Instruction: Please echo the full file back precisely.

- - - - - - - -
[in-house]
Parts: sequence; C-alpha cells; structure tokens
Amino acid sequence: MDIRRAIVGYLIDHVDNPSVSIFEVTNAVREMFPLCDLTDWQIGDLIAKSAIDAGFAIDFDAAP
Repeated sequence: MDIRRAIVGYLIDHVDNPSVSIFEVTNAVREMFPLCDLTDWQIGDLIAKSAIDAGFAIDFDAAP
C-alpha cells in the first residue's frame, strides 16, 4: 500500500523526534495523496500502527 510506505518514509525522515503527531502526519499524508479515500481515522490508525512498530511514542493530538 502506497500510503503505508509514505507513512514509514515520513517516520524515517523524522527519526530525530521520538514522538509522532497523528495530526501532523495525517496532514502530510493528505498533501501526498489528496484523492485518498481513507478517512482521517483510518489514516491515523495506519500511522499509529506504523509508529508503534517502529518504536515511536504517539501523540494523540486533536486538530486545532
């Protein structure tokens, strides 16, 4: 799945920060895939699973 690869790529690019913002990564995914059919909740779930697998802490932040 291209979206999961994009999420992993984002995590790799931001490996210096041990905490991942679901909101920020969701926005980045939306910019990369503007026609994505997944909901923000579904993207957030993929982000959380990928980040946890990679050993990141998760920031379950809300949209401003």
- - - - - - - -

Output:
[in-house]
Parts: sequence; C-alpha cells; structure tokens
Amino acid sequence: MDIRRAIVGYLIDHVDNPSVSIFEVTNAVREMFPLCDLTDWQIGDLIAKSAIDAGFAIDFDAAP
Repeated sequence: MDIRRAIVGYLIDHVDNPSVSIFEVTNAVREMFPLCDLTDWQIGDLIAKSAIDAGFAIDFDAAP
C-alpha cells in the first residue's frame, strides 16, 4: 500500500523526534495523496500502527 510506505518514509525522515503527531502526519499524508479515500481515522490508525512498530511514542493530538 502506497500510503503505508509514505507513512514509514515520513517516520524515517523524522527519526530525530521520538514522538509522532497523528495530526501532523495525517496532514502530510493528505498533501501526498489528496484523492485518498481513507478517512482521517483510518489514516491515523495506519500511522499509529506504523509508529508503534517502529518504536515511536504517539501523540494523540486533536486538530486545532
């Protein structure tokens, strides 16, 4: 799945920060895939699973 690869790529690019913002990564995914059919909740779930697998802490932040 291209979206999961994009999420992993984002995590790799931001490996210096041990905490991942679901909101920020969701926005980045939306910019990369503007026609994505997944909901923000579904993207957030993929982000959380990928980040946890990679050993990141998760920031379950809300949209401003």